Yes, I know this piece is old. My traveling this year has left me with a giant backlog of magazines that I am only slowly making my way through. Nonetheless, if you missed Charles Pierce's great piece on Obama in Esquire from a few months ago, it's definitely worth a read. Taking on the role of the cynic, Pierce takes a hard look at what it means to be inspired. What we, as voters jaded by politics are desperately looking for in a candidate, and what that says about us as much as what it says about Obama.
Read it here, but to whet your appetite, here's a tidbit:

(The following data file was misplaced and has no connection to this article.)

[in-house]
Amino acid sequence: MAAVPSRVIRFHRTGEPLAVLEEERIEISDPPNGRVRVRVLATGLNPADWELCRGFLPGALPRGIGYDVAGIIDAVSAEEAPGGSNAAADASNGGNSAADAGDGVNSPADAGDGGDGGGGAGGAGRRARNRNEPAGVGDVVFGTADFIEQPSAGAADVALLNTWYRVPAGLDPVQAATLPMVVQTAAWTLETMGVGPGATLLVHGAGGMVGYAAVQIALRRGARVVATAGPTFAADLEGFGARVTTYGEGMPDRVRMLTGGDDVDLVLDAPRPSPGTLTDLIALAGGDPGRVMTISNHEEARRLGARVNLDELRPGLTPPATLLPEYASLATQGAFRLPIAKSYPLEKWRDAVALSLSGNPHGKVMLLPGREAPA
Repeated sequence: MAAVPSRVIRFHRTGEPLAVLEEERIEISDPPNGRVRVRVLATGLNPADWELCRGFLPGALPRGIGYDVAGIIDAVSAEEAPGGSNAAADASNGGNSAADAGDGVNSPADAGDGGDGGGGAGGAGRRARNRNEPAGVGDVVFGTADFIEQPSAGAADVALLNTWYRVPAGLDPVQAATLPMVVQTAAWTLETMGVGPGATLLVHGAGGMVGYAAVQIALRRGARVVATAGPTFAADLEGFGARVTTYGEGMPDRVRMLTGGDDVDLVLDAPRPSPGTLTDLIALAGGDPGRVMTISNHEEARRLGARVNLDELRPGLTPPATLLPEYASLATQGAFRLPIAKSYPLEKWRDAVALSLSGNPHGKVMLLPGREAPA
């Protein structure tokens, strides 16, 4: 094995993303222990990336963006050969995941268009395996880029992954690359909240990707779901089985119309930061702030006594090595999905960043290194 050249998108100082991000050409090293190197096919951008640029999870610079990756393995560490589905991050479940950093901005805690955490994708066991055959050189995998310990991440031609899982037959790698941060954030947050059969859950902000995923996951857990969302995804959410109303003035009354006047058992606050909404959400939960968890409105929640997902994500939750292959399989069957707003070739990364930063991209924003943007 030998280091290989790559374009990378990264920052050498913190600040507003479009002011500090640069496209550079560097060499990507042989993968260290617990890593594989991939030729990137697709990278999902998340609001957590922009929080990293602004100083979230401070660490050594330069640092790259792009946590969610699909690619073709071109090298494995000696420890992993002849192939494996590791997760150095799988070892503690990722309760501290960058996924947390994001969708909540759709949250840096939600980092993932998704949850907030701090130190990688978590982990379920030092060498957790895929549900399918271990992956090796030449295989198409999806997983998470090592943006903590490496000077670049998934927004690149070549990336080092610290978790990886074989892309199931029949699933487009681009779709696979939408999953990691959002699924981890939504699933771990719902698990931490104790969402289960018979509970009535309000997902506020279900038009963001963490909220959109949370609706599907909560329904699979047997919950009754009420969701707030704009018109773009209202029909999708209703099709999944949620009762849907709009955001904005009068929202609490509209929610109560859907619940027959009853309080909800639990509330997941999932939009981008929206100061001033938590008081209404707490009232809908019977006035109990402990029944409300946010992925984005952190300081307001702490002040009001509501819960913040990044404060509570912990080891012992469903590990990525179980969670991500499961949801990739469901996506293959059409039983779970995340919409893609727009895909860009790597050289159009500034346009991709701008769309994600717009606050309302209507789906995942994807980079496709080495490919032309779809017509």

"The cynic found Obama more fascinating than ever. He was still the front-runner for the nomination, but any notion that the campaign would take place on a higher plane was lost somewhere between Wisconsin and Pennsylvania. The cynic wondered if Obama’s campaign had not found itself in a blind alley of its own devising. By offering his complicit, fearful nation and its complicit, brutish people absolution without confession, without penance, Obama guaranteed that the sins would stay, and they would be committed over and over again, and against him this time. Poor bastard, thought the cynic. When the cynic heard Obama talk about Dr. King’s “fierce urgency of now,” he wondered first and always why Obama spent so much time talking about great men -- Abraham, Martin, John, and Bobby -- who’d all been shot in the head."